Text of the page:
Lawyers exploiting ruling, state says
Calls requirement for chemists to testify costly
WORCESTER — Prosecutors and a top state law enforcement official said yesterday that defense lawyers are exploiting a US Supreme Court ruling in a way that is slowing the wheels of justice, costing taxpayers more money, and sometimes hurting their own clients.
The law enforcement officials provided their assessment on the effects of the 2009 ruling, known as Melendez-Diaz after a drug suspect whose lawyer challenged a Massachusetts law that allowed some forensic evidence into trials without a technician appearing in court.
John A. Grossman, the Patrick administration’s top specialist on forensic sciences, said the state’s 35 chemists have been ordered to prepare for court 1,606 times, but actually testified only 184 times. He said chemists have to leave the lab to prepare for trial, even if they never testify.
“We are more than happy to testify where appropriate,’’ he said. “The problem is that we are expending a huge number of hours . . .and only 10 percent have actually led to testimony. . . . To use the chemists’ time in these lean economic times is an absurd result of the case.’’
In a joint interview at a meeting of the Massachusetts District Attorney’s Association, most of the state’s district attorneys echoed Grossman’s complaint.
They contended that the court’s requirement that chemists be available for defense questioning is costly and usually unnecessary, because there is no doubt the white powder seized by police is cocaine or some other illicit drug.
They also said the ruling was initially focused on illicit drugs and ballistic evidence, but has now been expanded by defense lawyers to include fingerprint and DNA evidence.
The high court’s 2009 ruling said that a state law that allows written reports to be used as evidence in forensic cases is unconstitutional, and it ordered that the specialists performing the tests must testify in the cases.
Berkshire District Attorney David Capeless said defense lawyers often insist that the chemist be at the courthouse, hoping that some schedule conflict will prevent them from showing up and that a judge will dismiss the case against their client.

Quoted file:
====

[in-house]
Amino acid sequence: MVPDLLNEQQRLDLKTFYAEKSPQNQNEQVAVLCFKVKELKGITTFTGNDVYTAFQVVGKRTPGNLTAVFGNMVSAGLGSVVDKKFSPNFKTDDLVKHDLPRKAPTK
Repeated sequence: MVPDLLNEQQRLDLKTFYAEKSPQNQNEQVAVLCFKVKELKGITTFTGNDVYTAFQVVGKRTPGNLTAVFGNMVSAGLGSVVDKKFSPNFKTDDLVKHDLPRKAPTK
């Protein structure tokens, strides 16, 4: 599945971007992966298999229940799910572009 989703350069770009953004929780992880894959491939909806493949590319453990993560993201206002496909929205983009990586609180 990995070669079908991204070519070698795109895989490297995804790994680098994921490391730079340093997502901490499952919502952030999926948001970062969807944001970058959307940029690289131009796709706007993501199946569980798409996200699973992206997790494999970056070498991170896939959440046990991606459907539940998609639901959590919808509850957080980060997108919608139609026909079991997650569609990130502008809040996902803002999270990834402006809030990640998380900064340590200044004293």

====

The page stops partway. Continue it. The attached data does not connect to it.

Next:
“What it is doing is slowing the system of justice,’’ Capeless said. “We are not changing what we are doing in investigating cases. . . . But when it comes to the criminal justice system, the court system is where the monkey wrench comes in.’’
Capeless said the push for the chemists can delay trials — a burden to defendants who may be held on bail — but also unduly increases the costs of justice.
“The public is not getting what they deserve, justice,’’ he said.
But Boston defense lawyer John H. Cunha Jr., president of the Massachusetts Association of Criminal Defense Lawyers, flatly rejected the complaints from law enforcement.
He said chemists have to be on hand because an arm of the government is using its power against an individual citizen.
Each time that happens, the US Constitution demands that the person’s rights be protected, he said.
“My question is, ‘Who brought these charges?’ ’’ Cunha said. “The state did. So the state has to prove it. . . .
“To blame it on the defense is totally backward,’’ he said. “The defense does not bring the charges.’’
He also said that Massachusetts, like other states and the federal government, has been rocked by scandals in forensic laboratories in recent years, which increases the need for defense lawyers to make sure the lab work was done correctly.
“To just come in there with a piece of paper that says somebody is guilty is contrary to our system,’’ he said. “Cross-examination is supposed to test the evidence. . . . The US Constitution is not a technicality.’’
Also yesterday, the Patrick administration announced it had appointed a UMass Memorial Medical Center official to take over the State Police lab, a job that has been vacant since 2007 after mismanagement of forensic evidence was discovered.
Guy M. Vallarro will take over next month, leaving his post as vice president of clinical laboratories at the Worcester facility, where he oversaw a staff of 415 people, including 15 researchers.
John Ellement can be reached at firstname.lastname@example.org.